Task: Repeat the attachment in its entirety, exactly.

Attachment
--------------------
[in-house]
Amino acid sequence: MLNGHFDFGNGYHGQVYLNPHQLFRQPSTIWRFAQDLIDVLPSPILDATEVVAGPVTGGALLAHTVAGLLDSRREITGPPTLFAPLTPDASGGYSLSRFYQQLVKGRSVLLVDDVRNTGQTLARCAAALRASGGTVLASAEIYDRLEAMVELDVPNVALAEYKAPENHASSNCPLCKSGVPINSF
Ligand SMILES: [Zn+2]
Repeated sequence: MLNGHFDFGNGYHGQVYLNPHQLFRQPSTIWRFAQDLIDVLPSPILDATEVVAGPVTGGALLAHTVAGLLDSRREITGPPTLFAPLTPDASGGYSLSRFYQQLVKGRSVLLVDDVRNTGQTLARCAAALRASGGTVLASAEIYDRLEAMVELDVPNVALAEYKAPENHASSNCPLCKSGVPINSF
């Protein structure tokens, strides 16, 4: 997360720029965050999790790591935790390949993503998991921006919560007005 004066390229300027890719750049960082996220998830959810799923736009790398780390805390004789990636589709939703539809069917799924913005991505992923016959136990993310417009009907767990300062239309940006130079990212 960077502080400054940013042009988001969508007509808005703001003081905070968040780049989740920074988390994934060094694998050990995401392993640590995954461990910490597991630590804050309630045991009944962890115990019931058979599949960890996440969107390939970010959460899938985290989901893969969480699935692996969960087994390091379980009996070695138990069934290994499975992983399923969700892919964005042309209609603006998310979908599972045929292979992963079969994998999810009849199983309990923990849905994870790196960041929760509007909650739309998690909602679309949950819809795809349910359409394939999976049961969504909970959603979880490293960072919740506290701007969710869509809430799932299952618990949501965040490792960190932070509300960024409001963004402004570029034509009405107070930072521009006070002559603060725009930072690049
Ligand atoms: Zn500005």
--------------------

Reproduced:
[in-house]
Amino acid sequence: MLNGHFDFGNGYHGQVYLNPHQLFRQPSTIWRFAQDLIDVLPSPILDATEVVAGPVTGGALLAHTVAGLLDSRREITGPPTLFAPLTPDASGGYSLSRFYQQLVKGRSVLLVDDVRNTGQTLARCAAALRASGGTVLASAEIYDRLEAMVELDVPNVALAEYKAPENHASSNCPLCKSGVPINSF
Ligand SMILES: [Zn+2]
Repeated sequence: MLNGHFDFGNGYHGQVYLNPHQLFRQPSTIWRFAQDLIDVLPSPILDATEVVAGPVTGGALLAHTVAGLLDSRREITGPPTLFAPLTPDASGGYSLSRFYQQLVKGRSVLLVDDVRNTGQTLARCAAALRASGGTVLASAEIYDRLEAMVELDVPNVALAEYKAPENHASSNCPLCKSGVPINSF
């Protein structure tokens, strides 16, 4: 997360720029965050999790790591935790390949993503998991921006919560007005 004066390229300027890719750049960082996220998830959810799923736009790398780390805390004789990636589709939703539809069917799924913005991505992923016959136990993310417009009907767990300062239309940006130079990212 960077502080400054940013042009988001969508007509808005703001003081905070968040780049989740920074988390994934060094694998050990995401392993640590995954461990910490597991630590804050309630045991009944962890115990019931058979599949960890996440969107390939970010959460899938985290989901893969969480699935692996969960087994390091379980009996070695138990069934290994499975992983399923969700892919964005042309209609603006998310979908599972045929292979992963079969994998999810009849199983309990923990849905994870790196960041929760509007909650739309998690909602679309949950819809795809349910359409394939999976049961969504909970959603979880490293960072919740506290701007969710869509809430799932299952618990949501965040490792960190932070509300960024409001963004402004570029034509009405107070930072521009006070002559603060725009930072690049
Ligand atoms: Zn500005």